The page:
Our History

Frederick Schell

Was only twenty-seven when he was offered the exciting assignment of selecting the illustrations for the mammoth three-volume publication The Picturesque Atlas of Australasia. He had already acted in a similar capacity as Art Editor for a companion volume The Picturesque Atlas of Canada which had proved a most successful publication, running into several editions. It was intended to employ these direct selling techniques to sell the ‘Picturesque Atlas of Australasia’ to the newly-affluent capital cities of Australia and to owners of remote properties in the bush. No expense was spared and some of Australia’s finest landscape artists such as Julian Rossi Ashton and Arthur Henry Fullwood were commissioned to travel to different areas and paint the most historically interesting or beautiful views available. Schell, as Art Editor, chose Julian Ashton, William Fitler and himself to make the Brisbane paintings, which were used to illustrate the chapters on Queensland’s exploration and subsequent development.

 

He chose to paint Wickham Terrace as the epitome of all that was prosperous and secure in Victorian Queensland. Forgotten were the rough pioneering days of Captain Wickham or the harsh convicts era, when convicts in heavy leg-irons shuffled up the steeply sloping track which is now ‘The Terrace’ to put in a fourteen hour day on the treadmill.

 

Schell’s view of ‘The Terrace’ shows it during the year’s if Brisbane’s unparalleled financial boom, when revenues from mines like Mount Morgan, or hugh pastoral fortunes based on wool from the Downs for the frozen meat export trade, paid for the Brisbane Opera House, and crates of imported French champagne were consumed on the exclusive premises of the Queensland Club.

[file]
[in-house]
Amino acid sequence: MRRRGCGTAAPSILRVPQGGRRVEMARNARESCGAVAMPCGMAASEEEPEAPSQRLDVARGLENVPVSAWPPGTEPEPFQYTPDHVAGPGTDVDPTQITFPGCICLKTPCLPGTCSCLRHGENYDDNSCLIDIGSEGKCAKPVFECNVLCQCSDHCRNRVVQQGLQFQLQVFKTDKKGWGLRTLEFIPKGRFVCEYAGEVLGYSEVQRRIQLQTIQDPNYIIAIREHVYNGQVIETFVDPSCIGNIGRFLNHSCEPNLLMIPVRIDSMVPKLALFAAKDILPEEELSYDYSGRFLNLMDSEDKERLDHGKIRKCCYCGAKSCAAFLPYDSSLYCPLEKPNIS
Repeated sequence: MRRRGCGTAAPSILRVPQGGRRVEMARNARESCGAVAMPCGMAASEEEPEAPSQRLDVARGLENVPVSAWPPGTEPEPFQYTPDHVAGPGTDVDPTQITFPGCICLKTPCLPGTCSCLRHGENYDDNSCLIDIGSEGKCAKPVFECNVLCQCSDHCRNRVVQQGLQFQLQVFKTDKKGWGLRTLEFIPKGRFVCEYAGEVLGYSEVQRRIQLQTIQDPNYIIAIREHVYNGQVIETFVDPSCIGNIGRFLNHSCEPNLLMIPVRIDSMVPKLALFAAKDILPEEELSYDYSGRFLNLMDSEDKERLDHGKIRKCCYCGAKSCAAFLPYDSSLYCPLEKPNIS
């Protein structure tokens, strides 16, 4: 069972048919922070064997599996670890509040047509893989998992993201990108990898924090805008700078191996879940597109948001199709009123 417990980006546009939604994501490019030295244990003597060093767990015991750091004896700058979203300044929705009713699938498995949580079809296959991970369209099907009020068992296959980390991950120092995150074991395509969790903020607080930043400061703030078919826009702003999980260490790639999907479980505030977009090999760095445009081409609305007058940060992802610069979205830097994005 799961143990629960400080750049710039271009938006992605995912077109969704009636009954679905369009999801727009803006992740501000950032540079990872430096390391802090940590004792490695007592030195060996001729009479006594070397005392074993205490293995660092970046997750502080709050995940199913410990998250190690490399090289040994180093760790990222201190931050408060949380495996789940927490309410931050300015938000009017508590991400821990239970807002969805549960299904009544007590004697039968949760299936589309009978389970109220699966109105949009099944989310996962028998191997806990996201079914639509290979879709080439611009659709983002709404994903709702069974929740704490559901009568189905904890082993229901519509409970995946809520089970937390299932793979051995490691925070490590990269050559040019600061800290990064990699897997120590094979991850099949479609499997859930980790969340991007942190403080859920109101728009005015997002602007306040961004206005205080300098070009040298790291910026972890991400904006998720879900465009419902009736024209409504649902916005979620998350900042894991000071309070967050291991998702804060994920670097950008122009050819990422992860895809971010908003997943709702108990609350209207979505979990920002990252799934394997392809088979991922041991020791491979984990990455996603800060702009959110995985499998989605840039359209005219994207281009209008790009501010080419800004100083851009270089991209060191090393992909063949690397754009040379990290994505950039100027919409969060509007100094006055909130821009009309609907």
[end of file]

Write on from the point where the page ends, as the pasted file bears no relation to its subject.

Residences like ‘Alexandra’, ‘Montpelier’ and ‘Gowrie’, now the site of suites of professional rooms for Brisbane’s medical and surgical specialists, then housed some of the most important families, whose daughters were driven daily to school or to shop in Queen Street in horse-drawn carriages handled by liveried coachmen.

 

This era ended abruptly with the financial crash of 1893, which destroyed so many of Queensland’s self-made men and revealed the much of the Colony’s apparent prosperity had been based upon a delicate and intricate system of mortgages, loans and credits.

 

Of particular interest is Schell’s portrayal of one of the earliest telephone lines in Brisbane, which had connected the Observatory, formerly the Windmill, to the City Fire Station since the beginning of the 1880s. However some of the residents of elite Wickham Terrace had gladly paid the hugh sums that it cost in that era to obtain the luxury of a ‘speaking’ apparatus installed in their mansions.

 

The coded flags on the Signal Mast at the left of the Observatory indicated, the merchants and townsfolk in the City below, what ships were on their way between the Fort Lytton Signals Station and the wharves. Different coloured flags represented different classes of shipping and the arrival of the eagerly- awaited monthly mail ship was always signalled by a red flag. The arrival of a ship from England or Europe at this period generally meant that imported machinery and merchandise for the merchants of the Terrace would be arriving, together with luxuries from London and Paris for their wives. These same ships, would, in thei r turn export the wool, hides, frozen meat and gold from Northern Queensland goldfields to pay for them.

 

Historically the former Windmill is undoubtedly Brisbane’s most important and unique building. Soon after his arrival in 1837 Andrew Petrie rectified its design faults and it is believed that the Windmill continued the grinding of maize under sail power until 1841. In 1849 a public outcry followed the proposal to sell the building for re-development and the Windmill was saved.

 

In 1862 it housed the Natural History Collections of the Queensland Museum, to which Silvester Diggles contributed so much work. By 1865 it had become a Signal Station and Observatory, the domed top shown by Bowerman and Martens was removed and a flagpole was erected. The balustrated platform, formerly used to repair the sails was converted to an observation platform. In the 1930s, no longer an Observatory, the Windmill was used for some of Brisbane’s first experiments in television and it still stands today on Wickham Terrace, where its site has been preserved as a park by the Brisbane City Council.